3. (mergeSort) gets a list and applies the recursiveMergeSort method to it starting from position $$0$$ to $$len - 1$$.

A reminder on how merge sort works is shown here (from the lecture slides). The first part is the splitting of the initial list into smaller lists, until the base level is reached with recursiveMergeSort. This second picture shows how the sorted list can be reconstructed by applying the merge method to pairs of sorted lists. A good implementation of this sorting algorithm has complexity $$O(n log (n))$$ where $$n$$ is the number of elements in the list to sort.

### Exercise (Implementation)¶

1. Implement a class MergeSort that inherits from the base class and has the following attributes:

• data (the actual data to sort)

• operations (initialized to 0) that counts how many recursive calls have been done to perform the sorting

• comparisons (initialized to 0) that counts how many comparisons have been done

• time attribute that keeps track of the elapsed time (hint: use the Python time module)

• verbose a boolean (default= True) that is used to decide if the method should report what is happening at each step and some stats or not.

The class implements the sort method that implements the merge sort algorithm (two more private methods might be needed to compute merge and recursiveMergeSort – see description above).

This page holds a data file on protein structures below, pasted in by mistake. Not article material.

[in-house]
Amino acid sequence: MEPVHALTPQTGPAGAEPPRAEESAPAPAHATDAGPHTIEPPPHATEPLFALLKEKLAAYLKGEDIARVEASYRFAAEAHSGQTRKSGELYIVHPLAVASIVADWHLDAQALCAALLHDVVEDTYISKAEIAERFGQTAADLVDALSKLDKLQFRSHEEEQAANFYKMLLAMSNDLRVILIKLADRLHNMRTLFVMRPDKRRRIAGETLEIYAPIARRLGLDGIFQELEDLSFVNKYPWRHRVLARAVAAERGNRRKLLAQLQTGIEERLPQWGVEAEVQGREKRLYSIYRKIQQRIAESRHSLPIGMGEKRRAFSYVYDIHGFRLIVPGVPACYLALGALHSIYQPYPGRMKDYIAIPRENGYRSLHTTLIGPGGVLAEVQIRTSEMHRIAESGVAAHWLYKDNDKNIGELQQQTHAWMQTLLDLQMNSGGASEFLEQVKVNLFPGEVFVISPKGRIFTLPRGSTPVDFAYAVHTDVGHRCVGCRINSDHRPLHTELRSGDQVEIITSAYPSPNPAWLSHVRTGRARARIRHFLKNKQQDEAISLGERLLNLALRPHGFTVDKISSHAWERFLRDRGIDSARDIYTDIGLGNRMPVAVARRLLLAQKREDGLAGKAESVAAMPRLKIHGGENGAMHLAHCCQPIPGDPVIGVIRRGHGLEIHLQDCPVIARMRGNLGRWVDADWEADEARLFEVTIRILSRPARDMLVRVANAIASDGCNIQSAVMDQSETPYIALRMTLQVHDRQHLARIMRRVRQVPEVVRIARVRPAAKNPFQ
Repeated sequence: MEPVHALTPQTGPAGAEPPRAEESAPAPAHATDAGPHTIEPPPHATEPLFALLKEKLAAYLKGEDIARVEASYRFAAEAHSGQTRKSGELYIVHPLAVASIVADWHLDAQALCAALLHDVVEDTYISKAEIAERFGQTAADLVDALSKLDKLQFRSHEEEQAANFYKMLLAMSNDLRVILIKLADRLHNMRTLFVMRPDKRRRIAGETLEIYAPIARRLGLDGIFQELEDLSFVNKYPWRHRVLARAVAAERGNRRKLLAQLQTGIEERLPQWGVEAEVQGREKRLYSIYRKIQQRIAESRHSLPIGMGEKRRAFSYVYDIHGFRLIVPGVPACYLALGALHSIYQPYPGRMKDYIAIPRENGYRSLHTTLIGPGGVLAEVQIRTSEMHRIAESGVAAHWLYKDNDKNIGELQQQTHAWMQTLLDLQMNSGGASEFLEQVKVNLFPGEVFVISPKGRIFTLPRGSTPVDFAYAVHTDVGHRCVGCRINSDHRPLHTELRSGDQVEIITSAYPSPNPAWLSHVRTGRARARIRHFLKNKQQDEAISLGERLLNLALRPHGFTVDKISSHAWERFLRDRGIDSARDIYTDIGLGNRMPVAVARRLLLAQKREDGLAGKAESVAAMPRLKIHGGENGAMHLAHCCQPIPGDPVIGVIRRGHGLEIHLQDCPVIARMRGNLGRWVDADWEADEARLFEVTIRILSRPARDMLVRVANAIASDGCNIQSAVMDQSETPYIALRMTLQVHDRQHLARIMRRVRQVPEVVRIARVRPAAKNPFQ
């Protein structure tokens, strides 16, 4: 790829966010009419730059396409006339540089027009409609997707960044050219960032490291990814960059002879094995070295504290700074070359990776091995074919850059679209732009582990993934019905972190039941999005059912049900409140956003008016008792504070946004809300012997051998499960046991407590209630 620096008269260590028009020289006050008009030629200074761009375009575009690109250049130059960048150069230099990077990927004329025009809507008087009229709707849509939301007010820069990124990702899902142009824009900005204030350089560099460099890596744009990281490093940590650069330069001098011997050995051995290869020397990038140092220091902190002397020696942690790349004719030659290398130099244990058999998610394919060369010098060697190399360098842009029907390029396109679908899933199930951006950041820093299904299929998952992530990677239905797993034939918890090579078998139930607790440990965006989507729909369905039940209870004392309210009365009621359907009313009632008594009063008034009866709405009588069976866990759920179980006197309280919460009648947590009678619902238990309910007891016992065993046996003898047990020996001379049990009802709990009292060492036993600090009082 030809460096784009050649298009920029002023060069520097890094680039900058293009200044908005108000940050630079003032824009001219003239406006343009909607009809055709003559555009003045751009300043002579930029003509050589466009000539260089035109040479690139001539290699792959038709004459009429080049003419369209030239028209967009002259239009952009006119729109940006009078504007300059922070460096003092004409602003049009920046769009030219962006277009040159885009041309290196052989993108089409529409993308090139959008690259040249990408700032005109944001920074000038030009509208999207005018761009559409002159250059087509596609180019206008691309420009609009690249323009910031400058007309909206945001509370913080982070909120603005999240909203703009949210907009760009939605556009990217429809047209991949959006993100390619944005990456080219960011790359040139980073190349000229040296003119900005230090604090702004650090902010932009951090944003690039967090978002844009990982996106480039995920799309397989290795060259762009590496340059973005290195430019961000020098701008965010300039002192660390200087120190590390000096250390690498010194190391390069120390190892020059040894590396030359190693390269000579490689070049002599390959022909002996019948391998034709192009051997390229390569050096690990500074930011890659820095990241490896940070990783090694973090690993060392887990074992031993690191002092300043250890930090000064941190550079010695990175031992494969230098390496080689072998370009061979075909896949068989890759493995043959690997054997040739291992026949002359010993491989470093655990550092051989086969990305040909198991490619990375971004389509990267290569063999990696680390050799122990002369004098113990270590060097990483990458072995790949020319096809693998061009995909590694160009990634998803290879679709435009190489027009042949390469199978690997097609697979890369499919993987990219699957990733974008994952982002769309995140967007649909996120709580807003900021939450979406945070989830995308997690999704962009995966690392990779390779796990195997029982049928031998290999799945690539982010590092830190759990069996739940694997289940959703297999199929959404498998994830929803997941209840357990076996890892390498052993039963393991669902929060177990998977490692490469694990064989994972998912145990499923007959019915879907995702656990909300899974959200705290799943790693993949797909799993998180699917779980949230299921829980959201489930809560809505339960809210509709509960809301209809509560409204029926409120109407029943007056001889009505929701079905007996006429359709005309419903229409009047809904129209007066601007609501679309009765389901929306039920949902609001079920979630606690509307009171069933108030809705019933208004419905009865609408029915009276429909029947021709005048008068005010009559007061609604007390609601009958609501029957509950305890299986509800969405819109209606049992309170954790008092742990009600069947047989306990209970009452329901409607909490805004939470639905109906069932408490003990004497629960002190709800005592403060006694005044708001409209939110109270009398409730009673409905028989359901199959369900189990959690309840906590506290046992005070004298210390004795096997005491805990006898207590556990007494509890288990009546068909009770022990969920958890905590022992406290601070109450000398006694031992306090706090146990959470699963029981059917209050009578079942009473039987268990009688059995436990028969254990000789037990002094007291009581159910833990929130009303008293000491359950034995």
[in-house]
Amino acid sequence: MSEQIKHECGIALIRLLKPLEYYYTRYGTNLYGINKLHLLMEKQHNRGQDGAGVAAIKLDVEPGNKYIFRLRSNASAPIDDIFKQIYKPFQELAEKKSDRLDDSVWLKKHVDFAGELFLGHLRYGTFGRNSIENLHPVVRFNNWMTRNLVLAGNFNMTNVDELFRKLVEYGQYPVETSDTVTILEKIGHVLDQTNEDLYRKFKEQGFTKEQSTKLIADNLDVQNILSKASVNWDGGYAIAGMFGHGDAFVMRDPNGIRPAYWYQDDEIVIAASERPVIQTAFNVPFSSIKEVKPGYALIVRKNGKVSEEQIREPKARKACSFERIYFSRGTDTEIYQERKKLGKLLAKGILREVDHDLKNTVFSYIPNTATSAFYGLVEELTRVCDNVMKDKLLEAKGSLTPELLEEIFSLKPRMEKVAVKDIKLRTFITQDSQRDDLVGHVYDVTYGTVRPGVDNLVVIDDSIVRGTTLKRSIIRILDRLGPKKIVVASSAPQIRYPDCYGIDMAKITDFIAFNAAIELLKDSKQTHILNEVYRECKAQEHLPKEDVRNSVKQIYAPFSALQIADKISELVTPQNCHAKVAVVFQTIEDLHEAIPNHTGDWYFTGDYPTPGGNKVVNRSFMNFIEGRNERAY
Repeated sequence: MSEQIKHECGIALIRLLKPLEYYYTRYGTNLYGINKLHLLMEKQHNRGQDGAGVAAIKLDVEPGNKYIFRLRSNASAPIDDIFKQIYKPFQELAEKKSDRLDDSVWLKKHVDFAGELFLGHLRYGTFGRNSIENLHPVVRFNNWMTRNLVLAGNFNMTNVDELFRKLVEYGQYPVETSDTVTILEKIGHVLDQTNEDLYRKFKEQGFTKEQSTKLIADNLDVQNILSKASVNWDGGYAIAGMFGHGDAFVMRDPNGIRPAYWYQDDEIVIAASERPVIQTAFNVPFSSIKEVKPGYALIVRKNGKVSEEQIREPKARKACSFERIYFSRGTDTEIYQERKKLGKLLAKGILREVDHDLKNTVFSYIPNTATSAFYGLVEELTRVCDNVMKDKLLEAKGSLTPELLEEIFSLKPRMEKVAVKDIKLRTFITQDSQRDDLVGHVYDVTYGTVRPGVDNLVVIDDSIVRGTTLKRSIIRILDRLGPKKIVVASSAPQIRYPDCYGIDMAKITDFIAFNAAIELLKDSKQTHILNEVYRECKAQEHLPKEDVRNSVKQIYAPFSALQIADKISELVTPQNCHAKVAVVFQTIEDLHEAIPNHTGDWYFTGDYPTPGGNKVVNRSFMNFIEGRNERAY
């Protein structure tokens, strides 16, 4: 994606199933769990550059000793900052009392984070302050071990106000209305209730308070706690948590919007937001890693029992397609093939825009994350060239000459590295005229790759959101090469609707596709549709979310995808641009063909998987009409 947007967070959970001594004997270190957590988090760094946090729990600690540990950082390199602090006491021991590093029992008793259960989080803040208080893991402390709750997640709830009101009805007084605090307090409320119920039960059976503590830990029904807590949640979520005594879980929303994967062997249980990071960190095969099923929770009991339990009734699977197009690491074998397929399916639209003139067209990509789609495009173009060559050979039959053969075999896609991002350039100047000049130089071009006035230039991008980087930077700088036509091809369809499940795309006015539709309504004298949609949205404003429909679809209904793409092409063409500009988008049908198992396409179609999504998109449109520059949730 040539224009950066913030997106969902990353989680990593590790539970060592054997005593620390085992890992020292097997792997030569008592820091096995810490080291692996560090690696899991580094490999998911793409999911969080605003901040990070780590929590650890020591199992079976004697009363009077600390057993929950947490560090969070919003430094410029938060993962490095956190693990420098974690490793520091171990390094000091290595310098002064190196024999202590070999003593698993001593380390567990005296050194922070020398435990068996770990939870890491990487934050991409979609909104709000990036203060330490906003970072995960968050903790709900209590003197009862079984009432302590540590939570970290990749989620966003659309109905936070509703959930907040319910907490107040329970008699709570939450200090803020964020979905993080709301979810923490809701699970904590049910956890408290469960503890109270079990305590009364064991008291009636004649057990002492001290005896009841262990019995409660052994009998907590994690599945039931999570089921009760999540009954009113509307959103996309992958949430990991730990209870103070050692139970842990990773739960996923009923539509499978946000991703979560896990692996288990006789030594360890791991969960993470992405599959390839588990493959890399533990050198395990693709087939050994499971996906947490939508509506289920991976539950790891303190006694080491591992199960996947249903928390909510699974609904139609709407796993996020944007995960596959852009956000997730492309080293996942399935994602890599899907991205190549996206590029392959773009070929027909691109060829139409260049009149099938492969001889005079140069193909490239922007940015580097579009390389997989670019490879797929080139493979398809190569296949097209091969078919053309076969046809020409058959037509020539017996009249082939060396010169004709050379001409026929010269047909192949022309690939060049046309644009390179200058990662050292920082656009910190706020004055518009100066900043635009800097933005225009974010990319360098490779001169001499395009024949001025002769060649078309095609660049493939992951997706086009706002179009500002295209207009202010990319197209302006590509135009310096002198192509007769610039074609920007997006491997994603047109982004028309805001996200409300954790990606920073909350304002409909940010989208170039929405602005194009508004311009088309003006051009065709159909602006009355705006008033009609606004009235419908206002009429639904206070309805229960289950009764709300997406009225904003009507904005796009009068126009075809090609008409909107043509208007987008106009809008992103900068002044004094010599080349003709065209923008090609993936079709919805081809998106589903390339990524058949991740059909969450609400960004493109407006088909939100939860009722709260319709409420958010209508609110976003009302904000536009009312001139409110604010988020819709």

Once you implemented the class you can test it with some data like:

[7, 5, 10, -11 ,3, -4, 99, 1]


Show/Hide Implementation

### Quick sort¶

The last sorting algorithm we will see is quick sort. As for merge sort, this algorithm follows the divide et impera paradigm and its easiest implementation is recursive.

The idea is that, given an unsorted list $$U = u_1, ..., u_n$$, at each step a pivot $$j$$ is selected and elements are rearranged in a way that all $$u_i$$ such that $$u_i < u_j$$ are placed at the left of $$u_j$$ and all $$u_h$$ such that $$u_h$$ > $$u_j$$ are placed to the right of $$u_j$$.

This divide and conquer approach works like that:

1. (divide) partition the initial list $$U = u_1, .., u_n$$ in two non-empty sublists (reordering the elements) such that all the elements in the first sublist are lower than the elements in the second. The pivot element $$u_j$$ is such that all the elements $$u_i$$ for $$1 \leq i \lt j$$ are lower than $$u_j$$ and all $$u_k$$ for $$k > j$$ are higher than $$u_j$$;